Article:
There are three types of powers of attorney, conventional power of attorney for finances, durable power of attorney for finances, and durable power of attorney for health. A power of attorney is a legal document that allows another person to act on your behalf for legal or business issues, or healthcare decisions. The person creating the power of attorney is called the principal or grantor. The person designated in the power of attorney is called the agent or attorney-in-fact. When naming an attorney-in-fact, you should choose someone trustworthy and responsible, who is willing and able to spend a lot of time managing your affairs. You can name a spouse, child, or another family member. If distance is an issue, you can name a good friend or an attorney.
A conventional power of attorney for finances can be general or limited. A general power of attorney gives very broad powers such as, paying bills and dealing with household management decisions. A limited power of attorney gives only the duties outlined in the agreement and it ends when the person is incapacitated or dies. The durable power of attorney for finances comes into effect when the person is incapacitated and ends when the person dies. A durable power of attorney for health, also called health care power of attorney or health care proxy, gives a family member or other designated person the power to make health care decisions if the principal becomes incapacitated. A health care proxy is considered an advance directive. Advanced directives communicate a person’s wishes for health and medical care if he/she is incapacitated when the care is needed. There are two types of advance directives, a living will and a health care proxy.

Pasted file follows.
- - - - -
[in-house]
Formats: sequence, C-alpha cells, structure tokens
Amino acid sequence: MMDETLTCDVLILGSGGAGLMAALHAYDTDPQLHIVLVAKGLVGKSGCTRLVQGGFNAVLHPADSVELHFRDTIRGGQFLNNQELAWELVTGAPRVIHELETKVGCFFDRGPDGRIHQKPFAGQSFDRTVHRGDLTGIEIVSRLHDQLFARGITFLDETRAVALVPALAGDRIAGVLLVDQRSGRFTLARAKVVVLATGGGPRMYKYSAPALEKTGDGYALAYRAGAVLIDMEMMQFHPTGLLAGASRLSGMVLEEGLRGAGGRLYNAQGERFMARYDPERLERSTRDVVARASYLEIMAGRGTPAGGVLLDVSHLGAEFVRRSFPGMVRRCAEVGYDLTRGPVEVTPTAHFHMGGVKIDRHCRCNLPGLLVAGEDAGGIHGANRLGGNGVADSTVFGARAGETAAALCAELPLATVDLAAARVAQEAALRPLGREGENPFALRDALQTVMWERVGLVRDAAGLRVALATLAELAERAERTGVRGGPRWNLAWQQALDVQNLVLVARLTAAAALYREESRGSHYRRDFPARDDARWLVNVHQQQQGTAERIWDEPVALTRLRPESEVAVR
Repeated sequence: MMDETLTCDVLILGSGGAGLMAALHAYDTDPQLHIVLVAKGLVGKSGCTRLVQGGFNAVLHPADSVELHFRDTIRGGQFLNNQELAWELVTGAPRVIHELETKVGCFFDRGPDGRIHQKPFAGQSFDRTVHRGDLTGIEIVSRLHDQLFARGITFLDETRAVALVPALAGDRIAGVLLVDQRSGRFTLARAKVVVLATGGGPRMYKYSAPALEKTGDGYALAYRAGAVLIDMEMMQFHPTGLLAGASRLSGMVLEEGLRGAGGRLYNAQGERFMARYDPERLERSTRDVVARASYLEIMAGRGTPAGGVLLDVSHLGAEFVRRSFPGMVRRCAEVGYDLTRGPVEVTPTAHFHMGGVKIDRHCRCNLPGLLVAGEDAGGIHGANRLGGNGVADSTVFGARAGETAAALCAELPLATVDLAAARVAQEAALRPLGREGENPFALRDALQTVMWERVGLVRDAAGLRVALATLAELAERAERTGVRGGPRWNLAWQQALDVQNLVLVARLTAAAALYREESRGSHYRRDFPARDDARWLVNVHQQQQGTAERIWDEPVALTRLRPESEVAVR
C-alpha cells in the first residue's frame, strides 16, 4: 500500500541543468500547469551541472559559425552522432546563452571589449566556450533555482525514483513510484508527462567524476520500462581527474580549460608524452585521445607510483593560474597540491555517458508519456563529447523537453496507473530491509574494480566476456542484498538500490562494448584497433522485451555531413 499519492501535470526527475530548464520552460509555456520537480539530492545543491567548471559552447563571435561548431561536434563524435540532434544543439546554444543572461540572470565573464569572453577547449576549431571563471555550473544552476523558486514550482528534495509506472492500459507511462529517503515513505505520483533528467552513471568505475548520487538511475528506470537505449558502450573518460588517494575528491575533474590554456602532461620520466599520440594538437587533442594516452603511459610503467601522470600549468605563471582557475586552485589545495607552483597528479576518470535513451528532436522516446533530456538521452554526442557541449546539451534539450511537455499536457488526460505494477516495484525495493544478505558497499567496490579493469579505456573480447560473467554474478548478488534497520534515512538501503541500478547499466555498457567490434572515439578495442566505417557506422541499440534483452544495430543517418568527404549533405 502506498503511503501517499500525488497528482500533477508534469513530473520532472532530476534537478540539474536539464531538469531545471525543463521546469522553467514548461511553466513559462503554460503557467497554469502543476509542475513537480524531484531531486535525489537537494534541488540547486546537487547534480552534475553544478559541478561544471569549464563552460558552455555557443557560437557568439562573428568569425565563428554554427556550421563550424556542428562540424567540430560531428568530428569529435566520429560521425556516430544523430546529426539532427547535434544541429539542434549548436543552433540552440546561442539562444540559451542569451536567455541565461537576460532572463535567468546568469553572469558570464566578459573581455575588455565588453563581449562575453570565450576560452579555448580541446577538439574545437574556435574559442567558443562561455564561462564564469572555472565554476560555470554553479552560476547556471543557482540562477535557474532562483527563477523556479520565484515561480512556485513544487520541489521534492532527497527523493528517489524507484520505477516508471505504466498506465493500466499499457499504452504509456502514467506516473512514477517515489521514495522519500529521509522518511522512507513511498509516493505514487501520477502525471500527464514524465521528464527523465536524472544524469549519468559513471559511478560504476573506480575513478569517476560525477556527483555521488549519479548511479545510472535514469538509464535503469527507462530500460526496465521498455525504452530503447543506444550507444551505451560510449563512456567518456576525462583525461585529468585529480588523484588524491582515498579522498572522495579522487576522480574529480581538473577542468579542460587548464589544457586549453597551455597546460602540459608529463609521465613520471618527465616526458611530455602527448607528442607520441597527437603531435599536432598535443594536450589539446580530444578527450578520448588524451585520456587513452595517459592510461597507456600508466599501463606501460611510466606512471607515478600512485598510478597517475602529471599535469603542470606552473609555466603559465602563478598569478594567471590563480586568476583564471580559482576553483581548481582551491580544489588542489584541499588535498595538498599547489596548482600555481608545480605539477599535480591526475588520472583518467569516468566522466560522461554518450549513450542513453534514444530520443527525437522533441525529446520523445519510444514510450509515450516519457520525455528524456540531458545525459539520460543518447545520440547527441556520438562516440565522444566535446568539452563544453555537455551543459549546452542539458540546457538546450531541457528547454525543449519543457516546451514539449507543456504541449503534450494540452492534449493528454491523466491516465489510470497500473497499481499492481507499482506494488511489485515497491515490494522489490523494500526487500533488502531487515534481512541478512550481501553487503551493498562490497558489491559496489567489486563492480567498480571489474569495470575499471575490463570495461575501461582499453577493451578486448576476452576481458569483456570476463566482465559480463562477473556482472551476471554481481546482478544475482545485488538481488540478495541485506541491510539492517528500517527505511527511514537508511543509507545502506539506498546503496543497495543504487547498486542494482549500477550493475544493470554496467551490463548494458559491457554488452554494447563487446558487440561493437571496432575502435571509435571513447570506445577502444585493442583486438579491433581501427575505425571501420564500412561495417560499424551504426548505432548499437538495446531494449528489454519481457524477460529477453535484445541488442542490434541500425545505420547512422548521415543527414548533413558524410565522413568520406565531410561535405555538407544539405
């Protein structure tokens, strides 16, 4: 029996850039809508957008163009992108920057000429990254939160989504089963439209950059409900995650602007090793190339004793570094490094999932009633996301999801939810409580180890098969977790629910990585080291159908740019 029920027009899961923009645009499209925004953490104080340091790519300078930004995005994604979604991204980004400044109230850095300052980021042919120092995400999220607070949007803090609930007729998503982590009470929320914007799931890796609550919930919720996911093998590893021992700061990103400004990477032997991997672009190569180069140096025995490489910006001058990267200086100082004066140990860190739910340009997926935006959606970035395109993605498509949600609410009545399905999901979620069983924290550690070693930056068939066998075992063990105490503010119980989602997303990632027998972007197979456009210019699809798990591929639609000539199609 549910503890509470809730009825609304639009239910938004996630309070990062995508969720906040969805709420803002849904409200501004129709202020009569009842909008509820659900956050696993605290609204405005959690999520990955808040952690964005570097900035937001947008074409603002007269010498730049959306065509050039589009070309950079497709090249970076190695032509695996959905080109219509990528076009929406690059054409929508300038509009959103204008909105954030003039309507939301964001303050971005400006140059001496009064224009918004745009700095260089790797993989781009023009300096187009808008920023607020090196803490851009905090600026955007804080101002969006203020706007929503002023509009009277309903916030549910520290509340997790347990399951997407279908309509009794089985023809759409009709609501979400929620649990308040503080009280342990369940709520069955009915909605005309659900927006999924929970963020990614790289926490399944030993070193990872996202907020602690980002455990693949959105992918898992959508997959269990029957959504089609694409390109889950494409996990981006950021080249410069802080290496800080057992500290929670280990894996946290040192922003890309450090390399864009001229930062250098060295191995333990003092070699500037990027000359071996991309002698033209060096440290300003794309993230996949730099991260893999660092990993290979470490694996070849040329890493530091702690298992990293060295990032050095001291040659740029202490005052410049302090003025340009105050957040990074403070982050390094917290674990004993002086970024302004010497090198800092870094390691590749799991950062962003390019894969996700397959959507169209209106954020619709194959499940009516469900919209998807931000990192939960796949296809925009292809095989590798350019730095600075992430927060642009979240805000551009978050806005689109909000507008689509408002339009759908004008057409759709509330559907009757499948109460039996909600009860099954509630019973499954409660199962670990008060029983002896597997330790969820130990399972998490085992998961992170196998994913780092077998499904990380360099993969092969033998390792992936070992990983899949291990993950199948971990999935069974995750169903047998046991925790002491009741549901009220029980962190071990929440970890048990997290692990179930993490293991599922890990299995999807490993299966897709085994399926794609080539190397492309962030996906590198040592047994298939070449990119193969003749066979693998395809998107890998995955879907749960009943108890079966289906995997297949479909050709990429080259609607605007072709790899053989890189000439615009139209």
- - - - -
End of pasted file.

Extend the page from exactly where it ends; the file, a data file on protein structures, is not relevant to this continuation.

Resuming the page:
A living will is a legal document that allows a person to specify their medical care wishes, if they should become incapacitated, for a later time when it’s needed. When creating a living will, be very specific with details about treatments and life-sustaining measures you would want or not want. Types of procedures to consider are antibiotics, intravenous hydration, pain medication, feeding tubes, CPR, ventilator, or diagnostic testing.
It’s important to consider your beliefs about external life support machines and medications for specific periods of time or for the duration of your life. State your values and beliefs about quality of life and how you wish your medical treatment to coincide with these values. Specify the type of care you would and would not want. State your feelings about personal dignity during a terminal or irreversible health problem. State if there are any diseases where you would only want treatment for a short period of time. Be very specific in your instructions so there are no interpretation issues.
The health care proxy will make capable decisions about medical care, medical facilities, hiring and firing care givers and healthcare providers, and have access to medical records. Your healthcare proxy should be someone you have great trust in. Copies of your advance directive should be given to your physician, health care proxy, significant family, and friends. A copy should also be kept in a place accessible to family.
Remember that a good time to ask your parents about their plans for the future is when considering yours. Be sure to find out if they already have legal documents in place. Make sure their documents are in order and up-to-date as their medical conditions could have changed since the documents were originally executed. Be sure you know where the documents are stored.
In addition, there are all types of insurance products available that help complete your estate plan. Contact an insurance professional to discuss life insurance, short-term disability, long-term disability, or other types of insurance you may need.
All legal forms needed to create a will, a trust, or a power of attorney can be located online or at any office supply store. While you can create your own legal documents, you may not have the background needed to execute these documents correctly. It’s important to consult with an estate planning attorney to discuss your legal needs when it comes to wills and trusts.
Courtland Building Company would love to help you plan your green home, call us today: (281) 932-4494